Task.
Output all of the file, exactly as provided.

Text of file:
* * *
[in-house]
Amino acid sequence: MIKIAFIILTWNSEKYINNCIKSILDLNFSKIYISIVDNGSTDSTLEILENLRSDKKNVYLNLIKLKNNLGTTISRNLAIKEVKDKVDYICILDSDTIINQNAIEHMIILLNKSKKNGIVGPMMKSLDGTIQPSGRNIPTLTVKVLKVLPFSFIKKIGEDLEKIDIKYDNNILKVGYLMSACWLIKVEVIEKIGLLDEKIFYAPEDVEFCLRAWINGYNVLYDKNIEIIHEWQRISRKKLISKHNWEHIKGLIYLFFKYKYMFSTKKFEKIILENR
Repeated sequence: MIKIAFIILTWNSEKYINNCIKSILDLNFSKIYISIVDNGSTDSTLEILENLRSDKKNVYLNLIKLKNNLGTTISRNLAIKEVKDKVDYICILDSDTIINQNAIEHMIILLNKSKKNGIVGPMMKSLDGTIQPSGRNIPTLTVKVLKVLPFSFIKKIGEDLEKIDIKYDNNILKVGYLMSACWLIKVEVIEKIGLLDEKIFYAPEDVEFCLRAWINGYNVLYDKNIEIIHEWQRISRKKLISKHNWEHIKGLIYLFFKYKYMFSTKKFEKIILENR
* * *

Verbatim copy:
[in-house]
Amino acid sequence: MIKIAFIILTWNSEKYINNCIKSILDLNFSKIYISIVDNGSTDSTLEILENLRSDKKNVYLNLIKLKNNLGTTISRNLAIKEVKDKVDYICILDSDTIINQNAIEHMIILLNKSKKNGIVGPMMKSLDGTIQPSGRNIPTLTVKVLKVLPFSFIKKIGEDLEKIDIKYDNNILKVGYLMSACWLIKVEVIEKIGLLDEKIFYAPEDVEFCLRAWINGYNVLYDKNIEIIHEWQRISRKKLISKHNWEHIKGLIYLFFKYKYMFSTKKFEKIILENR
Repeated sequence: MIKIAFIILTWNSEKYINNCIKSILDLNFSKIYISIVDNGSTDSTLEILENLRSDKKNVYLNLIKLKNNLGTTISRNLAIKEVKDKVDYICILDSDTIINQNAIEHMIILLNKSKKNGIVGPMMKSLDGTIQPSGRNIPTLTVKVLKVLPFSFIKKIGEDLEKIDIKYDNNILKVGYLMSACWLIKVEVIEKIGLLDEKIFYAPEDVEFCLRAWINGYNVLYDKNIEIIHEWQRISRKKLISKHNWEHIKGLIYLFFKYKYMFSTKKFEKIILENR